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Discodorididae Family

Family Discodorididae

Discodorids typically have an ovate body that in most is usually quite flattened in profile however some genera do present a high dorsum. The mantle is broad and thick with the skirt usually covering the whole body (including the tail) and containing spicules arranged in complex networks. There is a variety of mantle surface textures including smooth, ridged, tuberculate, or even pustulose. Some species with very broad mantles are able to autotomize portion of the mantle skirt if aggravated. Sometimes the raised tubercles are girdled by a circle of spicules surrounding a central sensory structure and this whole organ is called a caryophyllidium. Small irregularly situated defensive glands are also present on the mantle a short distance in from the margin. The head is usually small and the distinct oral tentacles vary in form from conical, to tentacular, to large and flattened. The rhinophores are retractable into separate pockets often with raised sheaths and are lamellate. These pockets can have rims that are smooth, pustulose or papillate. The gills are located posteriorly on the dorsum, are usually tripinnate, and are able to retract into a pocket which can be protected by a raised sheath. The foot is large and all discodorids have a lateral split anteriorly producing an upper and lower lip with a vertical split in the upper lip giving left and right halves (philtrum). All feed upon sponges, with each species having a preference usually for one species of sponge only. Many species of the family Discodorididae are found intertidally.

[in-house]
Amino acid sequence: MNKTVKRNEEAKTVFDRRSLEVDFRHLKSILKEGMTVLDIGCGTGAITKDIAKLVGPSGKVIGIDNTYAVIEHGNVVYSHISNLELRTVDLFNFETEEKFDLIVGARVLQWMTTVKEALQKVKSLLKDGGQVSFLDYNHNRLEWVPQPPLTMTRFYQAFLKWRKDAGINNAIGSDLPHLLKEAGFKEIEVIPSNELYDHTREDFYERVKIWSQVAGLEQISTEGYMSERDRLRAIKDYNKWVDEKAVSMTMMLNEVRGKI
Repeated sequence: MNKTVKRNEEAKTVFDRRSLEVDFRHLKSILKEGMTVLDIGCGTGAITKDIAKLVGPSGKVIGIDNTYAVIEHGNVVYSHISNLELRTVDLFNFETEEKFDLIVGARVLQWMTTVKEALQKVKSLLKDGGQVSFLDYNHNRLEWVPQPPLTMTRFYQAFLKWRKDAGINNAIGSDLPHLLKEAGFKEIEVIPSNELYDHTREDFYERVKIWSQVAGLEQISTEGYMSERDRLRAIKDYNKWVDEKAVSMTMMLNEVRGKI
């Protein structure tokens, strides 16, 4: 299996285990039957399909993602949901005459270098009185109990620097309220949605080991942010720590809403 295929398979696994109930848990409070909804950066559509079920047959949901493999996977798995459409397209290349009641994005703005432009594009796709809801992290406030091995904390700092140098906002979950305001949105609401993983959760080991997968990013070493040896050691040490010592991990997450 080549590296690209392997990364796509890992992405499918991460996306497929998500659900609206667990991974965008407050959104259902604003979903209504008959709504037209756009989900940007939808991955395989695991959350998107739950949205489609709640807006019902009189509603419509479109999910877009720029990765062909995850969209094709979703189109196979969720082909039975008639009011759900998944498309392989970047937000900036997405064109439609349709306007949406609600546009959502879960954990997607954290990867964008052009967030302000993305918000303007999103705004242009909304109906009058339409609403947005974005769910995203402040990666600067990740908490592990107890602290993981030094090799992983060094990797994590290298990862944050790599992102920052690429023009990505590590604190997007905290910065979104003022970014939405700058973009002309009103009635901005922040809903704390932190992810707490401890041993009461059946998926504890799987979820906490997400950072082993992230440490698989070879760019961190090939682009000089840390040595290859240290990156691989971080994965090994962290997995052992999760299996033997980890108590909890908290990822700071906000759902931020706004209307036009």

Species in this Family (sighted)